Unika Borneo in Wayang Street, specialises in museum-quality Borneo Dayak and Indonesian arts, artefacts, crafts and unique collectables. The collection has been built up over 25 years of experience and consists of pieces from around Southeast Asia, with a focus on the regions of Sarawak and Kalimantan, as well as certain parts of Indonesia.
Collecting mysteries and wonders symbolic of Borneo
Borneo, the third largest island in the world split between three countries — Malaysia, Brunei and Indonesia — is a renowned holiday destination. Sarawak is one of the two Malaysian states that occupy 26 per cent of the land and is also home to one of the oldest rainforests in the world.
Explored for its natural beauty and praised for its unique and diverse cultures, a fraction of visitors who venture here for their Bornean adventure, are also on the hunt for antiques, arts and crafts.
‘Tribal’ is the feeling one gets when they step into the shop highlighted in this article, whose owner is a second-generation dealer in mostly ethnic arts and crafts.
Unika Borneo at No. 5 Wayang Street, is in close proximity to landmarks such as the Hong San Si Temple and the Kuching Waterfront. Tourists strolling around this old part of Kuching are sure to have passed or spotted it.
Unika Borneo specialises in museum-quality Borneo Dayak and Indonesian arts, artefacts, crafts and unique collectables. Their collection has been built up over 25 years of experience and consists of pieces from around Southeast Asia, with a focus on the regions of Sarawak and Kalimantan, as well as certain parts of Indonesia.
The range is rather incredible, with thousands of pieces crafted from metal, rattan, wood and natural fibres. Particularly stunning are the carved doors and wall pieces that are strongly symbolic of Borneo. There are also old ethnographic pieces such as masks, sculptures, weapons and utilitarian objects. The statement pieces of antique necklaces, Maluku necklaces, and shell necklaces are very ideal for fashion shows!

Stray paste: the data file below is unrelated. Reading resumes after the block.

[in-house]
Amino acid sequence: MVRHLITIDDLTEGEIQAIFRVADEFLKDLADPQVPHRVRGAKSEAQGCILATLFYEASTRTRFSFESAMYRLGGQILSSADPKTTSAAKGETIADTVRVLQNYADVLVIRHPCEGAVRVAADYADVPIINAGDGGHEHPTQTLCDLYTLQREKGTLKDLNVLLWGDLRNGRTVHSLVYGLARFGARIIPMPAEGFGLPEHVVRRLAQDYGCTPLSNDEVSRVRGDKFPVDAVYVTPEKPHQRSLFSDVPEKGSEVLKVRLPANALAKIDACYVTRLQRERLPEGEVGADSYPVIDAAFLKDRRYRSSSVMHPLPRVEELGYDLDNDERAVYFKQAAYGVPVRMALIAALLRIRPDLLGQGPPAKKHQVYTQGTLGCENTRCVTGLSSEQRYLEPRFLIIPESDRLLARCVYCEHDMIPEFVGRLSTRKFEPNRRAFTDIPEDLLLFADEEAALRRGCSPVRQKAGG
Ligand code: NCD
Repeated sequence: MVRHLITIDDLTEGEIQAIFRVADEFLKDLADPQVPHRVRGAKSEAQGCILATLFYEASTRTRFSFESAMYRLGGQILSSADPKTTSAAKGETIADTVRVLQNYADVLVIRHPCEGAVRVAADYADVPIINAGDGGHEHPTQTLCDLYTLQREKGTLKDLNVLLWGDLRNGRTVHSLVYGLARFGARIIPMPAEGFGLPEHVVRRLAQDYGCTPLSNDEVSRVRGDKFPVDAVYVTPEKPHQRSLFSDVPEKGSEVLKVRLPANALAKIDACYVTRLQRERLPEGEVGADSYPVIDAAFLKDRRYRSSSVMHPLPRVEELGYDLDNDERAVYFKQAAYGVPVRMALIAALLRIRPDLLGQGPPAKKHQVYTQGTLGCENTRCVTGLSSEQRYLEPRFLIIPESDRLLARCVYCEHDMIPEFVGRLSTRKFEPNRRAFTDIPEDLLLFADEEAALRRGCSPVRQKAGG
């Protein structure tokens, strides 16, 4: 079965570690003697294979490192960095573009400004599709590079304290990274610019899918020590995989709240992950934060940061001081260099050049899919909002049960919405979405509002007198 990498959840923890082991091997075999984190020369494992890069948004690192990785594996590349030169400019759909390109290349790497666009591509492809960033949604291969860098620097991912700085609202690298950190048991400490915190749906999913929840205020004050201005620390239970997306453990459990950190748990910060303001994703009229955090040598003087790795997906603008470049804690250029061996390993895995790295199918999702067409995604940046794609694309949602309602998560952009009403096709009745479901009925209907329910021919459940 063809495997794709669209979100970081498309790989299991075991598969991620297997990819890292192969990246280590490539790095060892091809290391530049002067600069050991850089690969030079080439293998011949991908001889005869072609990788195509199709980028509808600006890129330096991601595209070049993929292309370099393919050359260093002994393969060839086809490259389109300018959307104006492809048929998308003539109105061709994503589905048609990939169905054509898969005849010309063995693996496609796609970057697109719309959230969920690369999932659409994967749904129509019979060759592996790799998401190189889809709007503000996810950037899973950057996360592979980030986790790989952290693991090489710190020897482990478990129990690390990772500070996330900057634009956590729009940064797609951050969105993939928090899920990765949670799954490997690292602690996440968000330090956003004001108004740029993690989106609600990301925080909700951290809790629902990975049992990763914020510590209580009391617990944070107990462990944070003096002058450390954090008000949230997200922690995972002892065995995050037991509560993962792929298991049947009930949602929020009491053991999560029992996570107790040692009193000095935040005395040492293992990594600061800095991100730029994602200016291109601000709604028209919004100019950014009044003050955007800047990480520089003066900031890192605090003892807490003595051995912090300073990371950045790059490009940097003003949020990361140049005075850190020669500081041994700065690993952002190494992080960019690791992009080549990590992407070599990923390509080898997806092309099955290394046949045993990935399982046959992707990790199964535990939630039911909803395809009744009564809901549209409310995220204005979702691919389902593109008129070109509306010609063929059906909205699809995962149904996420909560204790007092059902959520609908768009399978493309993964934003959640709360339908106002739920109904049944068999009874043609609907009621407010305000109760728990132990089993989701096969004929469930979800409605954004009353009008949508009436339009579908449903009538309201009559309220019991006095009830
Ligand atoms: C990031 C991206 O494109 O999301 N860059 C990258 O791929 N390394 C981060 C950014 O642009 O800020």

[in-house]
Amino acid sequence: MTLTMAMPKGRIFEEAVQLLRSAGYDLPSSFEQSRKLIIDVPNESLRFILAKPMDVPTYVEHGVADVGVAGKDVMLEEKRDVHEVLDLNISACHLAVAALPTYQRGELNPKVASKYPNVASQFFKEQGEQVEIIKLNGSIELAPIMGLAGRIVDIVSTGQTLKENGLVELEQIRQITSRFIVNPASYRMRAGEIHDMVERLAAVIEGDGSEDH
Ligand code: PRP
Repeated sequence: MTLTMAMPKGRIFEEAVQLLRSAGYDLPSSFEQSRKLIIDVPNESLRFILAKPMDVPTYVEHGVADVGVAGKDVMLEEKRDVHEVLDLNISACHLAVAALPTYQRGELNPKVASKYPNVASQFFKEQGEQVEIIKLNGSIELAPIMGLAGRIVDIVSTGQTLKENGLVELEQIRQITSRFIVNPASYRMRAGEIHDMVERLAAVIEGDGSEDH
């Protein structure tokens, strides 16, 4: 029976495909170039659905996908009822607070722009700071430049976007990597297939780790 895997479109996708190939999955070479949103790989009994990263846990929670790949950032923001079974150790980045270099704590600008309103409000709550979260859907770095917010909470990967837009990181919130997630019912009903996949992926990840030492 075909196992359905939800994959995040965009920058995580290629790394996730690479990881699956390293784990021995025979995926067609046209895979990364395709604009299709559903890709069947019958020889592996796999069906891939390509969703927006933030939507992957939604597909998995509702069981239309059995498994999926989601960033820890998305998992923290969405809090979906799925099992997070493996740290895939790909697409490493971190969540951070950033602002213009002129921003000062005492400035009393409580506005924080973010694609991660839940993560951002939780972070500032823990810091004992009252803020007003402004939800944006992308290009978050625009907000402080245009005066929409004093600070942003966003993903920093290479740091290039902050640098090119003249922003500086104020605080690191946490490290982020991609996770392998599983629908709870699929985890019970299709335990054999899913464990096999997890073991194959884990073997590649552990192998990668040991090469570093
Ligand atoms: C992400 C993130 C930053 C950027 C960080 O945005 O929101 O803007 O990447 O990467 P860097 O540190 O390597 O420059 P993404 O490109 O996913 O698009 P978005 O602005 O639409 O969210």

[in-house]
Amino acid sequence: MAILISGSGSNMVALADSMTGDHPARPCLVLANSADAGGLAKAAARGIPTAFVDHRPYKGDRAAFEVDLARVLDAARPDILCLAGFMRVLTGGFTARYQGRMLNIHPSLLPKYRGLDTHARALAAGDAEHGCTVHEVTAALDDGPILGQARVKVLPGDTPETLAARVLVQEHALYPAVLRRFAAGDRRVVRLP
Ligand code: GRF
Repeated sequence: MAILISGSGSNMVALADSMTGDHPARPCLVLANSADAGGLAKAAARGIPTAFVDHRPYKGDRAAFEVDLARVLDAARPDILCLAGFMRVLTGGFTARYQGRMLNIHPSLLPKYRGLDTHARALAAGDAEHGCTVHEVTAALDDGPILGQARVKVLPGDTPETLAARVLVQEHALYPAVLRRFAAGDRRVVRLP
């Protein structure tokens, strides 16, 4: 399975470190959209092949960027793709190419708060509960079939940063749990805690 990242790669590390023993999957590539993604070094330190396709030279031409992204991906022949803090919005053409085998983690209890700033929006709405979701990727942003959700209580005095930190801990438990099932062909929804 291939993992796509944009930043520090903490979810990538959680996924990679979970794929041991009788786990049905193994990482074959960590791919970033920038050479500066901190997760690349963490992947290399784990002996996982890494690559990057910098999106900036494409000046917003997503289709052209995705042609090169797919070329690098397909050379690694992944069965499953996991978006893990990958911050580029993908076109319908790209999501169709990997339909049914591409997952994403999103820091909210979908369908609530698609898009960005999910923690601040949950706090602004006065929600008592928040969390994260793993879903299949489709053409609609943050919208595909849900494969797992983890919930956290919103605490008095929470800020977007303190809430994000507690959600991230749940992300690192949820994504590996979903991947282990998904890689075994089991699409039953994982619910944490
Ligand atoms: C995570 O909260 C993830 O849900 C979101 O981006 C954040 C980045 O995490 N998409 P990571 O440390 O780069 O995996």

Besides our beautiful nature, indigenous music and cultural diversity, promoting Bornean tribal arts and crafts is also highly relevant and significant. How so? We spoke to a young but knowledgeable dealer in the business.
Jerry Ang’s father was the late Felix Ang, our local artist whose passion was deeply rooted in Bornean arts and culture. After his passing just before the pandemic, Jerry, who had been in the business since 2008, has continued to carry on his father’s legacy.
Despite undergoing a two-year physical closure, the shop has survived online and is now open once more from 2pm to 7pm daily.
What is motivating him to stay in this business?
Jerry Ang (JA): This business is very interesting because of the people we meet, and the stories that come with every piece that we have. Being in this business means we have to travel and find objects for our collection, which always feels like an adventure. Life as an art dealer is like a treasure hunter where we encounter mysteries and wonders to be brought back to our small gallery, which can then be shared with interesting people and hopefully result in a deal. International tourists are always awed by our shop.
What are Unika Borneo’s specialities?
JA: The objects that we are interested in for our gallery to collect and sell are mainly pieces that would be perfect for home decor, that are beautiful collectibles and also historical objects that have been handed down through generations. But most importantly, they have to be quality crafted and handmade, still in the traditional way.
Now that the borders are open, what is his perception of the market for such arts and crafts?
JA: After a long wait of two years, finally the borders are open. I can see that the tourists are coming back to Kuching, with the flow beginning to return to how it was pre-pandemic. The market for arts and crafts is good as people are always looking for unique pieces to decorate their houses or for their own collections. Besides, the value of handmade objects is always on the rise.
Is there any challenges he faces?
JA: Good artefacts and crafts are scarce now. Skilled labour is getting less with the younger generation not continuing their traditions. Here we are seeing more shops turning into souvenir shops due to the lack of supply. I am thankful that my father was passionate about keeping tribal art alive and was highly engaged in collecting. As a young dealer, age should not be an excuse not to do well, so I constantly research and expand my knowledge. As the younger generation has become more digitalised and modern, the continued interest and appreciation for these arts is fast vanishing. We hope to sustain the tradition of our Borneo tribal arts. After all, this too is a form of tourist attraction, so it is relevant to promote it.
For more information, do check the website at www.unikaborneo.com